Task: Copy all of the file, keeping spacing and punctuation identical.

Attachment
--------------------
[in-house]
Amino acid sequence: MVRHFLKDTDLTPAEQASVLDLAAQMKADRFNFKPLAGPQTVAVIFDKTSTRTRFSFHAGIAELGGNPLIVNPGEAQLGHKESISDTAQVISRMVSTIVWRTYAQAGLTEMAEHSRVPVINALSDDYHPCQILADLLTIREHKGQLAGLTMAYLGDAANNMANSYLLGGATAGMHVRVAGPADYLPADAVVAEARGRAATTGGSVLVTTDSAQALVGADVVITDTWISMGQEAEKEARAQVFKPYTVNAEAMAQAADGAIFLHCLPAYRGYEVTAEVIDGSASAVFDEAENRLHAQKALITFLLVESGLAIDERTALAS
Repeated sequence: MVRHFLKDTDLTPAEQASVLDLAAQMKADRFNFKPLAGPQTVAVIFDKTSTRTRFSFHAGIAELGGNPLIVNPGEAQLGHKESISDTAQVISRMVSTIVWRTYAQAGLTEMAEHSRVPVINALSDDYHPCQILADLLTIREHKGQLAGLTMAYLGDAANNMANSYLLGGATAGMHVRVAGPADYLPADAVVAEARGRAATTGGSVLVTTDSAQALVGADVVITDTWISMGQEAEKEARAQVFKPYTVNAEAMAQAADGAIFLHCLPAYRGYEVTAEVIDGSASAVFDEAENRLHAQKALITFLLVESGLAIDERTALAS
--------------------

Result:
[in-house]
Amino acid sequence: MVRHFLKDTDLTPAEQASVLDLAAQMKADRFNFKPLAGPQTVAVIFDKTSTRTRFSFHAGIAELGGNPLIVNPGEAQLGHKESISDTAQVISRMVSTIVWRTYAQAGLTEMAEHSRVPVINALSDDYHPCQILADLLTIREHKGQLAGLTMAYLGDAANNMANSYLLGGATAGMHVRVAGPADYLPADAVVAEARGRAATTGGSVLVTTDSAQALVGADVVITDTWISMGQEAEKEARAQVFKPYTVNAEAMAQAADGAIFLHCLPAYRGYEVTAEVIDGSASAVFDEAENRLHAQKALITFLLVESGLAIDERTALAS
Repeated sequence: MVRHFLKDTDLTPAEQASVLDLAAQMKADRFNFKPLAGPQTVAVIFDKTSTRTRFSFHAGIAELGGNPLIVNPGEAQLGHKESISDTAQVISRMVSTIVWRTYAQAGLTEMAEHSRVPVINALSDDYHPCQILADLLTIREHKGQLAGLTMAYLGDAANNMANSYLLGGATAGMHVRVAGPADYLPADAVVAEARGRAATTGGSVLVTTDSAQALVGADVVITDTWISMGQEAEKEARAQVFKPYTVNAEAMAQAADGAIFLHCLPAYRGYEVTAEVIDGSASAVFDEAENRLHAQKALITFLLVESGLAIDERTALAS